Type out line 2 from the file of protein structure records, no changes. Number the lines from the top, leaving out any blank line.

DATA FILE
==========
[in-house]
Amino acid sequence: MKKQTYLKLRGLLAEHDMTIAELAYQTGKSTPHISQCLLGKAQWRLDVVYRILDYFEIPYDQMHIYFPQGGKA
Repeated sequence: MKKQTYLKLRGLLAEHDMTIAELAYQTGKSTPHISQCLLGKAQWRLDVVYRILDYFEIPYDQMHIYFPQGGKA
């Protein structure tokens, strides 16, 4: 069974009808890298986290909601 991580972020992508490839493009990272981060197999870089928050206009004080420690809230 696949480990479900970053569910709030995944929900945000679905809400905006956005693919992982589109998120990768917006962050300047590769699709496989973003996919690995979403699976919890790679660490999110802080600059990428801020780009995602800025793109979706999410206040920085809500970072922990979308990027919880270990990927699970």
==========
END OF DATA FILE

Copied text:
Amino acid sequence: MKKQTYLKLRGLLAEHDMTIAELAYQTGKSTPHISQCLLGKAQWRLDVVYRILDYFEIPYDQMHIYFPQGGKA